Organic Matter In Interstellar Dust Lost At The Approach To The Heliosphere: Exothermic Chemical Reactions Of Free Radicals Ignited By The Sun

By Keith Cowing
Press Release
September 29, 2020
Filed under
Organic Matter In Interstellar Dust Lost At The Approach To The Heliosphere: Exothermic Chemical Reactions Of Free Radicals Ignited By The Sun
Fig. 2. Cooling rates for a grain with a radius of a = 0.1 µm as a function of the grain temperature T. Solid curve: sublimation cooling rate Γsub. Dashed curve: radiative cooling rate Γrad. The shaded area indicates the range of the final temperature attained by the released energy of E/m ≥ 1500 kJ kg−1 (see Fig. 1). Fig. 3. Equilibrium temperature of a grain with a radius of 0.1 µm as a function of heliocentric distance (solid line). The dashed line indicates the blackbody temperature. The shaded area indicates the filtration region where a portion of neutral atoms is converted to ions by the charge exchange with ions.

Aims. We tackle the conundrums of organic materials missing from interstellar dust when measured inside the Solar System, while undoubtedly existing in the local interstellar cloud (LIC), which surrounds the Solar System.

Methods. We present a theoretical argument that organic compounds sublimate almost instantaneously by exothermic reactions, when solar insolation triggers the recombination of free radicals or the rearrangement of carbon bonds in the compounds.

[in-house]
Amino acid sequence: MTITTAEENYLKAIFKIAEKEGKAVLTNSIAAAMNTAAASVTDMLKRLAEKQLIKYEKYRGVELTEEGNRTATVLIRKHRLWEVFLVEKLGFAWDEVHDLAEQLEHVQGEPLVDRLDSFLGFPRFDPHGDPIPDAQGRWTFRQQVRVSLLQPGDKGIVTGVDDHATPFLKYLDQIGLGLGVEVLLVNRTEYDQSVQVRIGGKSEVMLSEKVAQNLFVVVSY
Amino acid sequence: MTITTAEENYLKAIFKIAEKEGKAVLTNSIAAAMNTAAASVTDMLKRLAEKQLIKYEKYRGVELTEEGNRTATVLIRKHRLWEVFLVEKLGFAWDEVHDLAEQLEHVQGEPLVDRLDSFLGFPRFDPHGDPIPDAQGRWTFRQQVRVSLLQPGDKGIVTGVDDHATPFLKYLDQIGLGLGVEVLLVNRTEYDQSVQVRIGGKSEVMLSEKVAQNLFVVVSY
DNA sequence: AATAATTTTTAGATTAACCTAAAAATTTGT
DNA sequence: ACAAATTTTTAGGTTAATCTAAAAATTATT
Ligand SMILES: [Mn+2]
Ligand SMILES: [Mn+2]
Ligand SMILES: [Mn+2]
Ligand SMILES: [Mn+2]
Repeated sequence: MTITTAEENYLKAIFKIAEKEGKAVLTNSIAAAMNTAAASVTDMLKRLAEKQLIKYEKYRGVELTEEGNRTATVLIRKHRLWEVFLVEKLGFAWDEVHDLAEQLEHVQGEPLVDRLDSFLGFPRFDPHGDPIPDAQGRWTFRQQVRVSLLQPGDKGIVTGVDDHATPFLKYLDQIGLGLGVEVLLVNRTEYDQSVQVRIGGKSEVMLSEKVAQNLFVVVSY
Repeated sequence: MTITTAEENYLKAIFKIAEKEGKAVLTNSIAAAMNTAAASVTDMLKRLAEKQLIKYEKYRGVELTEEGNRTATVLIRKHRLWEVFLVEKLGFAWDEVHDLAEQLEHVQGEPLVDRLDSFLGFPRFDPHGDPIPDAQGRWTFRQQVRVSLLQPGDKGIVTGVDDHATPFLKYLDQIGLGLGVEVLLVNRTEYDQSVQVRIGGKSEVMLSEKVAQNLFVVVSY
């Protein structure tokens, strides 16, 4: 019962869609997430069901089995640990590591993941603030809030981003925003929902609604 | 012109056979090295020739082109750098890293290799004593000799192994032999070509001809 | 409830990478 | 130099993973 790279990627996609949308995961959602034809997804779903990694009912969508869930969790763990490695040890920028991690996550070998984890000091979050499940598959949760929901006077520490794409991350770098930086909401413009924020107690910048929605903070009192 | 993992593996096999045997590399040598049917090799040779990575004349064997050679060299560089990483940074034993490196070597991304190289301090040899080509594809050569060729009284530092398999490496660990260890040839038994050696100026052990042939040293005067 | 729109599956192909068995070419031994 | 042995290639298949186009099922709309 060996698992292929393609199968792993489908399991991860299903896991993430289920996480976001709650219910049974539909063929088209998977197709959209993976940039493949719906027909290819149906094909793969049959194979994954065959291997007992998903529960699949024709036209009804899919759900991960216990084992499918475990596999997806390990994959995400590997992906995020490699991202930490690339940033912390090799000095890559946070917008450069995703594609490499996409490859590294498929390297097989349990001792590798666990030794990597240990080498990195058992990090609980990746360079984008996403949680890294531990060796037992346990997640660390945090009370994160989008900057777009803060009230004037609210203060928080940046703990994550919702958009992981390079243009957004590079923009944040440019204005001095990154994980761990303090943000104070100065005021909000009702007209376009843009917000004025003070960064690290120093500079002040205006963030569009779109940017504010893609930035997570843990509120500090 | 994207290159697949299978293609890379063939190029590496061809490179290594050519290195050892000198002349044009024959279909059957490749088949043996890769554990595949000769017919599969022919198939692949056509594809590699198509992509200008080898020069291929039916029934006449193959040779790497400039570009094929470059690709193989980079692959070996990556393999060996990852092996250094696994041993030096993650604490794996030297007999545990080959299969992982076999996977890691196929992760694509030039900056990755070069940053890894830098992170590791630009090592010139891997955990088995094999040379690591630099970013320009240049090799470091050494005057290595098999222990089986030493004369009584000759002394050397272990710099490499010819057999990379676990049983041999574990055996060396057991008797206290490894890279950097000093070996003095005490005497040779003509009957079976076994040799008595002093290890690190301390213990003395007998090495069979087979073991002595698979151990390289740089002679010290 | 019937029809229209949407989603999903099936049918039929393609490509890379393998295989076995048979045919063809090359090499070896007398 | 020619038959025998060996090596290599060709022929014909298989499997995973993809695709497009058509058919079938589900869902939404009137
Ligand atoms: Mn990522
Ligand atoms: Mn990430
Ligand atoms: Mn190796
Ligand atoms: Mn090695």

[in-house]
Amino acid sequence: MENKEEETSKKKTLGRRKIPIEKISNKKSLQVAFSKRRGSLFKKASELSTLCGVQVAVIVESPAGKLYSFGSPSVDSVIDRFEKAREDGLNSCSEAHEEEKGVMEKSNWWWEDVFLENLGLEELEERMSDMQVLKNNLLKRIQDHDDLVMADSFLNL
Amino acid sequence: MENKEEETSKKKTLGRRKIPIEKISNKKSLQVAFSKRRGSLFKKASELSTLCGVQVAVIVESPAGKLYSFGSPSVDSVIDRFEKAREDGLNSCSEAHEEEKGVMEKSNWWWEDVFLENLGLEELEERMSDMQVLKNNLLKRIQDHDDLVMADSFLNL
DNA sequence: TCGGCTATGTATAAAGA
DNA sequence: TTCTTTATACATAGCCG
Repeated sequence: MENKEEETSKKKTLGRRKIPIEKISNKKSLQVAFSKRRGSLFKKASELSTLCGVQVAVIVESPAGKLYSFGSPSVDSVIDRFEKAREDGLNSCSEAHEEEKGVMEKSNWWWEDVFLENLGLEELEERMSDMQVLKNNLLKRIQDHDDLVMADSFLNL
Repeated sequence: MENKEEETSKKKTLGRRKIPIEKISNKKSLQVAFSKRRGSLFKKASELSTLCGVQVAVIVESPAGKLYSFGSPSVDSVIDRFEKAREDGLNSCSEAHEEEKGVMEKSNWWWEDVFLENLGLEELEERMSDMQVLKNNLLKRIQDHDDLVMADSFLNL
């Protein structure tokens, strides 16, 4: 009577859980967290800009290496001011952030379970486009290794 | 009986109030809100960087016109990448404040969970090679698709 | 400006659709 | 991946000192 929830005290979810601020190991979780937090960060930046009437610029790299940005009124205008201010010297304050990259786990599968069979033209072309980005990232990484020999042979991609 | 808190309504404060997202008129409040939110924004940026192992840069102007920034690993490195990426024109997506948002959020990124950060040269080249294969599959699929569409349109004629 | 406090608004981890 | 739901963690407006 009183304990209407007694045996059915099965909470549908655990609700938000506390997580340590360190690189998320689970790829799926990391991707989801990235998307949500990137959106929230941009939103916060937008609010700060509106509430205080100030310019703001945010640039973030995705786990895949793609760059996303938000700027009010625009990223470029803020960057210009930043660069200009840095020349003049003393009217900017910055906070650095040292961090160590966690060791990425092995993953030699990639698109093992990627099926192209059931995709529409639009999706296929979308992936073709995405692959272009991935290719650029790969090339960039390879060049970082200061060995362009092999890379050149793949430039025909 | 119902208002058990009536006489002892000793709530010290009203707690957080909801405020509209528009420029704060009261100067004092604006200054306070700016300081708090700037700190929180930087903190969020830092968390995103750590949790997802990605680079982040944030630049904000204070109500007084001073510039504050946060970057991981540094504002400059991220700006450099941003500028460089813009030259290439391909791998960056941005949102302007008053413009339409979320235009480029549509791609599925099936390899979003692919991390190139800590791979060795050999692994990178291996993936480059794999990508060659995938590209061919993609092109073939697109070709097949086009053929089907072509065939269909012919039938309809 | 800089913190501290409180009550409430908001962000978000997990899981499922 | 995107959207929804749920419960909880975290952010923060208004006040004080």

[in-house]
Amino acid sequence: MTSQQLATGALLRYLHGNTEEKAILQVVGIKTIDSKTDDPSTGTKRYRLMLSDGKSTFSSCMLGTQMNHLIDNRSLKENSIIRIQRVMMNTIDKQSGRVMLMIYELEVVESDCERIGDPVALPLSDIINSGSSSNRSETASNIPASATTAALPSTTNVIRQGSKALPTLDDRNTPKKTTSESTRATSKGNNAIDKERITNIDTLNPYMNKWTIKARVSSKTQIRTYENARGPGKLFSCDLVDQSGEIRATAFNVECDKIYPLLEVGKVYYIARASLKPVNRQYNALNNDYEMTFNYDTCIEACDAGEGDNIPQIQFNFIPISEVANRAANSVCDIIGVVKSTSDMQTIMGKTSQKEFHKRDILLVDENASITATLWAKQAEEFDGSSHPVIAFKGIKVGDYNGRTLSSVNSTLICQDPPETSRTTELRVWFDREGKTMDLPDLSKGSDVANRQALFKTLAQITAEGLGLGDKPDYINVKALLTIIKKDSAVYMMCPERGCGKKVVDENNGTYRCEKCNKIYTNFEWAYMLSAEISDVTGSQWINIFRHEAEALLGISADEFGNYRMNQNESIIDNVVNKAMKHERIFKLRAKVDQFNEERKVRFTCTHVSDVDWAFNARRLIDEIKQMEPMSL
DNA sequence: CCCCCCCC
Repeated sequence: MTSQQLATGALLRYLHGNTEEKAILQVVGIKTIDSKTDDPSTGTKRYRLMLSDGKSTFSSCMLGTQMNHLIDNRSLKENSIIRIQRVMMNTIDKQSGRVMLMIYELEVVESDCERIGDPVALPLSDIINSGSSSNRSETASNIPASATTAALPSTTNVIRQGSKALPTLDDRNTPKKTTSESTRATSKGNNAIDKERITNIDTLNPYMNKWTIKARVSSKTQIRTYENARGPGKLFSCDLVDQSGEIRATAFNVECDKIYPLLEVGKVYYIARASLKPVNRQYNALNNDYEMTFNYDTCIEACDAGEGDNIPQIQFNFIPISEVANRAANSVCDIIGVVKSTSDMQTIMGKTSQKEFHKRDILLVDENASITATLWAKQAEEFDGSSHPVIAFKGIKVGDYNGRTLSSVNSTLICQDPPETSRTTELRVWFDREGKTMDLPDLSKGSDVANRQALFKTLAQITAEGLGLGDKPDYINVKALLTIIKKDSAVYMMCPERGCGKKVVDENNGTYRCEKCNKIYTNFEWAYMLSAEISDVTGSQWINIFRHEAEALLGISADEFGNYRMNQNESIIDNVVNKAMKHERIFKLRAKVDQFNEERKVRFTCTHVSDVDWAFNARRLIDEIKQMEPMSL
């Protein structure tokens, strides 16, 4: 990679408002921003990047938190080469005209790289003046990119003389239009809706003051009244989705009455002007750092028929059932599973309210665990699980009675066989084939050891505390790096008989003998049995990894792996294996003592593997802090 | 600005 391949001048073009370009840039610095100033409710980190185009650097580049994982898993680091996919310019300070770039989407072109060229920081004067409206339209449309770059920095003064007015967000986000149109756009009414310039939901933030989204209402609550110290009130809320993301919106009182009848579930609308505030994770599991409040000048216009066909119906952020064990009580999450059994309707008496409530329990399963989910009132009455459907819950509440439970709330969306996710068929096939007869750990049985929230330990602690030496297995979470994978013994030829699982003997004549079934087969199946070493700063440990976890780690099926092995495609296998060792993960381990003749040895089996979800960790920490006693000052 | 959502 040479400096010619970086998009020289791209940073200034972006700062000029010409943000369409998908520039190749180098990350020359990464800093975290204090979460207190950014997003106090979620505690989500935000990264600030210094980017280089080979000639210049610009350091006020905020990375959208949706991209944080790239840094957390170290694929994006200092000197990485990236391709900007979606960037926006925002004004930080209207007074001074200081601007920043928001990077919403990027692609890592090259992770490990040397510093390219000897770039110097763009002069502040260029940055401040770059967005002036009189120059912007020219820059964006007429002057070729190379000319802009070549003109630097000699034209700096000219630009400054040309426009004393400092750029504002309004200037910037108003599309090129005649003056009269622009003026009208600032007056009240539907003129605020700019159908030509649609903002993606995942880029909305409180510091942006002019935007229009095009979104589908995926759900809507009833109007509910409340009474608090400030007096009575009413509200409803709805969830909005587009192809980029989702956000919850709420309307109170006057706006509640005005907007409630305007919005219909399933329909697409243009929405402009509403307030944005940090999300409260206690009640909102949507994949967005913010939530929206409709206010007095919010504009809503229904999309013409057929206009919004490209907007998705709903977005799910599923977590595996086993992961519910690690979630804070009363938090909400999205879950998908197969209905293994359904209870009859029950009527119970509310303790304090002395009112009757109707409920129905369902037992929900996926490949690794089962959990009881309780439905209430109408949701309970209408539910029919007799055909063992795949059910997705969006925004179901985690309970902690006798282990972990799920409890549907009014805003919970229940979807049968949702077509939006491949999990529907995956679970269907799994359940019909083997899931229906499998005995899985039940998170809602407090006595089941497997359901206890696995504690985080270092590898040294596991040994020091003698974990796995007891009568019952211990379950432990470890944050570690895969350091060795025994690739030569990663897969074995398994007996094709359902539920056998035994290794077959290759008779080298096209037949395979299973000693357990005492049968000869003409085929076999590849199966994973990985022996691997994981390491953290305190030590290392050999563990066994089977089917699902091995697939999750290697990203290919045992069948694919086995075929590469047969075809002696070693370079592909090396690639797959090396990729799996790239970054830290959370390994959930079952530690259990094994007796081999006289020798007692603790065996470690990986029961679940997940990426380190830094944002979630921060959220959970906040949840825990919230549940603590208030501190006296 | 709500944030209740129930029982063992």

Results. It turns out that the triggering temperature lies in the range of 20−50 K by considering that sublimation of organic materials takes place beyond the so-called filtration region of interstellar neutral atoms. We find that in-situ measurements of LIC dust in the Solar System result in an overestimate for the gas-to-dust mass ratio of the LIC, unless the sublimation of organic materials is taken into account. We also find that previous measurements of interstellar pickup ions have determined the total elemental abundances of gas and organic materials, instead of interstellar gas alone.

Conclusions. We conclude that LIC organic matter suffers from sublimation en route to the heliosphere, implying that our understanding of LIC dust from space missions is incomplete. Since space missions inside the orbit of Saturn cannot give any information on the organic substances of LIC dust, one must await a future exploration mission to the inner edge of the Oort cloud for a thorough understanding of organic substances in the LIC. Once our model for the sublimation of interstellar organic matter by exothermic chemical reactions of free radicals is confirmed, the hypothesis of panspermia from the diffuse interstellar medium is ruled out.

Hiroshi Kimura, Frank Postberg, Nicolas Altobelli, Mario Trieloff
Comments: 9 pages, 6 figures, to appear in Astronomy & Astrophysics
Subjects: Astrophysics of Galaxies (astro-ph.GA); Earth and Planetary Astrophysics (astro-ph.EP)
Cite as: arXiv:2009.13757 [astro-ph.GA] (or arXiv:2009.13757v1 [astro-ph.GA] for this version)
Submission history
From: Hiroshi Kimura
[v1] Tue, 29 Sep 2020 03:55:48 UTC (133 KB)
Astrobiology, Astrochemistry,

Explorers Club Fellow, ex-NASA Space Station Payload manager/space biologist, Away Teams, Journalist, Lapsed climber, Synaesthete, Na’Vi-Jedi-Freman-Buddhist-mix, ASL, Devon Island and Everest Base Camp veteran, (he/him) 🖖🏻